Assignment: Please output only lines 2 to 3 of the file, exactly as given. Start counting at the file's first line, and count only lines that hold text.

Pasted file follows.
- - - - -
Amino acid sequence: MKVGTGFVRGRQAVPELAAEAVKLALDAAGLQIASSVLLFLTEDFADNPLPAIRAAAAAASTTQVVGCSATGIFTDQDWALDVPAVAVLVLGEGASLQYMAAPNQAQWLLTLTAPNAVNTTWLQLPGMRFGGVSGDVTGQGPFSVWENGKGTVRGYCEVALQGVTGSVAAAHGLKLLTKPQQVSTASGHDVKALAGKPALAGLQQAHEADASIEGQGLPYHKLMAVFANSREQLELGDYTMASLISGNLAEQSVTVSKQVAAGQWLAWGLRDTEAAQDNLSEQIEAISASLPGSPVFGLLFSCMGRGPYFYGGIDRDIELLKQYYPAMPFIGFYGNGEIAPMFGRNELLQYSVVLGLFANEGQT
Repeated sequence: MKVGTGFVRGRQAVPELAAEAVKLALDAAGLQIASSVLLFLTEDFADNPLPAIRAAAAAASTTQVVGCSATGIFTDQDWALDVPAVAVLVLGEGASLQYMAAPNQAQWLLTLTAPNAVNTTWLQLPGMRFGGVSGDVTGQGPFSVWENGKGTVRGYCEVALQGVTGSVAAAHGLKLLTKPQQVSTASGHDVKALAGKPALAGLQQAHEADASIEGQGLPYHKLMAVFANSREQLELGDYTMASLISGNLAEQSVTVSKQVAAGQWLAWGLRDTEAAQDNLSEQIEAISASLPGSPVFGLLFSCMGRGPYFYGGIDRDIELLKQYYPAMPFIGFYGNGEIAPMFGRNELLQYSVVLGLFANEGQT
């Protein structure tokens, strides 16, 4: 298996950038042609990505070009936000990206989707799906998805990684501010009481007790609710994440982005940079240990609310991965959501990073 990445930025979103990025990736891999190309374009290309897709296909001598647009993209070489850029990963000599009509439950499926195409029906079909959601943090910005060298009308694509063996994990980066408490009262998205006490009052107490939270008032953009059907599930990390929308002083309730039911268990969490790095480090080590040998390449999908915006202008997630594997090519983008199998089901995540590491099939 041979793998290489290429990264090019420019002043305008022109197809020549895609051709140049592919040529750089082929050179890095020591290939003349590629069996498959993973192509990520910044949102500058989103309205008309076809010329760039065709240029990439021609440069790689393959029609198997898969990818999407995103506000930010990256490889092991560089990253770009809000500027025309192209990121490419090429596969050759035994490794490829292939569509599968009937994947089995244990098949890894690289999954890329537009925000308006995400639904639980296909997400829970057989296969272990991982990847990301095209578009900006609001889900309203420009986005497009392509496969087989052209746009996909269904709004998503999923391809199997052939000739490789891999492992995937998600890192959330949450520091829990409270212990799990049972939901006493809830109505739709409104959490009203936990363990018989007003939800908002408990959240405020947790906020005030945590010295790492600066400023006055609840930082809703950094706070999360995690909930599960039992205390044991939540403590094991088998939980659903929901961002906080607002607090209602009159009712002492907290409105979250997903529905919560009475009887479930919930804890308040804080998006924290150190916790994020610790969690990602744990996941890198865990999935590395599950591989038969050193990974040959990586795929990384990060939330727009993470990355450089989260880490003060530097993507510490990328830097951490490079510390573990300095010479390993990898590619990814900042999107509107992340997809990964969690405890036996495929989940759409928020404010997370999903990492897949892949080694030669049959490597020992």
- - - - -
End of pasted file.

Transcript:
Repeated sequence: MKVGTGFVRGRQAVPELAAEAVKLALDAAGLQIASSVLLFLTEDFADNPLPAIRAAAAAASTTQVVGCSATGIFTDQDWALDVPAVAVLVLGEGASLQYMAAPNQAQWLLTLTAPNAVNTTWLQLPGMRFGGVSGDVTGQGPFSVWENGKGTVRGYCEVALQGVTGSVAAAHGLKLLTKPQQVSTASGHDVKALAGKPALAGLQQAHEADASIEGQGLPYHKLMAVFANSREQLELGDYTMASLISGNLAEQSVTVSKQVAAGQWLAWGLRDTEAAQDNLSEQIEAISASLPGSPVFGLLFSCMGRGPYFYGGIDRDIELLKQYYPAMPFIGFYGNGEIAPMFGRNELLQYSVVLGLFANEGQT
């Protein structure tokens, strides 16, 4: 298996950038042609990505070009936000990206989707799906998805990684501010009481007790609710994440982005940079240990609310991965959501990073 990445930025979103990025990736891999190309374009290309897709296909001598647009993209070489850029990963000599009509439950499926195409029906079909959601943090910005060298009308694509063996994990980066408490009262998205006490009052107490939270008032953009059907599930990390929308002083309730039911268990969490790095480090080590040998390449999908915006202008997630594997090519983008199998089901995540590491099939 041979793998290489290429990264090019420019002043305008022109197809020549895609051709140049592919040529750089082929050179890095020591290939003349590629069996498959993973192509990520910044949102500058989103309205008309076809010329760039065709240029990439021609440069790689393959029609198997898969990818999407995103506000930010990256490889092991560089990253770009809000500027025309192209990121490419090429596969050759035994490794490829292939569509599968009937994947089995244990098949890894690289999954890329537009925000308006995400639904639980296909997400829970057989296969272990991982990847990301095209578009900006609001889900309203420009986005497009392509496969087989052209746009996909269904709004998503999923391809199997052939000739490789891999492992995937998600890192959330949450520091829990409270212990799990049972939901006493809830109505739709409104959490009203936990363990018989007003939800908002408990959240405020947790906020005030945590010295790492600066400023006055609840930082809703950094706070999360995690909930599960039992205390044991939540403590094991088998939980659903929901961002906080607002607090209602009159009712002492907290409105979250997903529905919560009475009887479930919930804890308040804080998006924290150190916790994020610790969690990602744990996941890198865990999935590395599950591989038969050193990974040959990586795929990384990060939330727009993470990355450089989260880490003060530097993507510490990328830097951490490079510390573990300095010479390993990898590619990814900042999107509107992340997809990964969690405890036996495929989940759409928020404010997370999903990492897949892949080694030669049959490597020992």